Originally published on Wed February 26, 2014 10:48 am
The Missouri Senate has begun debate on legislation to lessen the effects of the state's student transfer law.
The wide-ranging bill attempts to address both the law and unaccredited districts. Provisions within Senate Bill 493 include accrediting individual school buildings instead of districts as a whole and creating regional authorities across the state to oversee transfers.
When lawmakers go back to work in Kansas and Missouri, they’ll have some hot issues to keep them warm.
On Monday's Up to Date, state lawmakers from both Kansas and Missouri join us to talk about those contentious topics. In Kansas, the buzz centers around school funding and how the state’s Supreme Court could change the budget for education.
The Missouri Senate has passed a House bill that would overhaul the state’s prevailing wage for public works projects.
Under current state law, the prevailing wage paid to workers of a certain trade is calculated based on surveys from contractors on a public works project. The bill approved by the Senate last night would instead require wage surveys to be split between union and non-union employers, and the prevailing wage would be set by the group that reported more hours of work.
Republican Dan Brown of Rolla handled the bill in the Senate.
Over objections from Gov. Jay Nixon, the Missouri Senate has passed a tax overhaul that would cut income taxes by hundreds of millions of dollars annually for residents and businesses. It would also boost sales taxes.
The legislation is promoted by supporters as the most dramatic change to Missouri’s tax policies in decades. It’s prompted by a desire to compete with sweeping income tax cuts in Kansas.
The Missouri Senate has passed a wide-ranging tax credit bill that drastically lowers the caps on Historic Preservation and Low Income Housing programs. It would cap Historic Preservation incentives at $50 million a year, instead of the current $140 million, and Low Income Housing incentives would be capped at $55 million a year, instead of the current $190 million.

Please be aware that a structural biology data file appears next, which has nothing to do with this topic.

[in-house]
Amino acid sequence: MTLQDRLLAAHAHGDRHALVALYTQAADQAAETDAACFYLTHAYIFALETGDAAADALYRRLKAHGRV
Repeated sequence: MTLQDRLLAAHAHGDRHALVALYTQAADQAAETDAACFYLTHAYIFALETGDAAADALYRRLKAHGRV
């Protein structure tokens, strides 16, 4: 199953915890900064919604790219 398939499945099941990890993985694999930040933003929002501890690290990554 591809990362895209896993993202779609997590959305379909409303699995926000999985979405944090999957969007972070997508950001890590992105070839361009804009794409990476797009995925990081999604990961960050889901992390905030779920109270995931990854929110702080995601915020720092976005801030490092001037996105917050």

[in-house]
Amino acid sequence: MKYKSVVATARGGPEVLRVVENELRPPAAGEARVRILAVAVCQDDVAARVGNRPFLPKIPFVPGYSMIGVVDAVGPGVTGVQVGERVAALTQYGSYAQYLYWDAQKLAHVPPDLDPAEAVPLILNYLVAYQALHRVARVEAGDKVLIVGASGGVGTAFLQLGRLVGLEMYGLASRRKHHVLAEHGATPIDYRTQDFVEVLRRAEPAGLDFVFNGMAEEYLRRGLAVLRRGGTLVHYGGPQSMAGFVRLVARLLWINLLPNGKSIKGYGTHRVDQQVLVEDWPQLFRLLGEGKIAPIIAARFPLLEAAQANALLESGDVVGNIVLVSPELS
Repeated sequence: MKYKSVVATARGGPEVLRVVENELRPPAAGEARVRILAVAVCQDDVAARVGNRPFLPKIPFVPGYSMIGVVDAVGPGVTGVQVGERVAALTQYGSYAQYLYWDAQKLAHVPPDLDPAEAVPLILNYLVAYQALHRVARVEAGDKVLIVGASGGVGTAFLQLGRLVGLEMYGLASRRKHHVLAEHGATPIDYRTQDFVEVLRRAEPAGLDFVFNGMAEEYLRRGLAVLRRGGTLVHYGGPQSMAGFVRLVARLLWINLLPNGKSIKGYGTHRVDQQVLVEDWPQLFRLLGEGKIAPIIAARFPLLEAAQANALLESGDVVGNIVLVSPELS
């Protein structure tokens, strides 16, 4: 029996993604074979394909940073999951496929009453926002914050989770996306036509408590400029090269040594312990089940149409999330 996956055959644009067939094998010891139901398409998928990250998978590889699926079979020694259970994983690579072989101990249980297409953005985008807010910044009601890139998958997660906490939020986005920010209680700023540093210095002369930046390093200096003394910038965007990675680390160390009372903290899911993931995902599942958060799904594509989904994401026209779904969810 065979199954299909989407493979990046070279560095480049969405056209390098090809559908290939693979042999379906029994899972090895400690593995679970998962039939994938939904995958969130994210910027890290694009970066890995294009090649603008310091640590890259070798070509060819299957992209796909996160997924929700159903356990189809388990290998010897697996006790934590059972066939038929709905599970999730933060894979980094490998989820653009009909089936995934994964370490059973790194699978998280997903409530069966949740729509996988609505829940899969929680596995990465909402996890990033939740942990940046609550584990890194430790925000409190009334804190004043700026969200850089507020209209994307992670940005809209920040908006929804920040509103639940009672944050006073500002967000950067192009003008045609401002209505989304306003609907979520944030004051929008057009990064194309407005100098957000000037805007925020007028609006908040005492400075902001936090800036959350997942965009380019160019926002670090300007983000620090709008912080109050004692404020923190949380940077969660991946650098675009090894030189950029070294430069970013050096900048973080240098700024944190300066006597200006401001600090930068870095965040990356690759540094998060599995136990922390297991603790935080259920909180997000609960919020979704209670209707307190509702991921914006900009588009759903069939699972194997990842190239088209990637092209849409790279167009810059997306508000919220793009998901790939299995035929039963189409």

The bill is now in the hands of the Missouri House, where Speaker Tim Jones has indicated that he and other House leaders don’t like the drastic cuts.
The Missouri Senate spent several hours Tuesday night working on a wide-ranging tax credit bill, which they gave first-round approval to around 3:20 Wednesday morning. The Senate bill would drastically cut incentives for Historic Preservation and low income housing.
Historic Preservation tax credits would be capped at $45 million a year, instead of the current $140 million, and low income Housing incentives would be capped at $50 million a year.
The bill is sponsored by Republican Senator Eric Schmitt of St. Louis County.
Missouri Senator Claire McCaskill, a Democrat, says that falling over the so-called fiscal cliff, the deep program cuts, and big tax increases set to hit January 1st wouldn’t be as dramatic as some people imagine.
Suburban Missouri has been a battleground in the U.S. Senate race. KCUR’s Frank Morris was in Chesterfield, outside St. Louis, with the Akin campaign, before he conceded to Democratic incumbent Claire McCaskill.
Incumbent Missouri Senator Claire McCaskill and Republican challenger Todd Akin squared off in their final debate of the campaign Thursday night. Those hoping for a slugfest were probably disappointed.
In the race to replace retiring Missouri Senator Kit Bond, Roy Blunt, a congressman from southwest Missouri, won a nine-way Republican Senate primary over tea party contender Chuck Purgason. Blunt had 71 percent of the vote to Purgason's 13 percent. But Purgason says the race was worth the effort.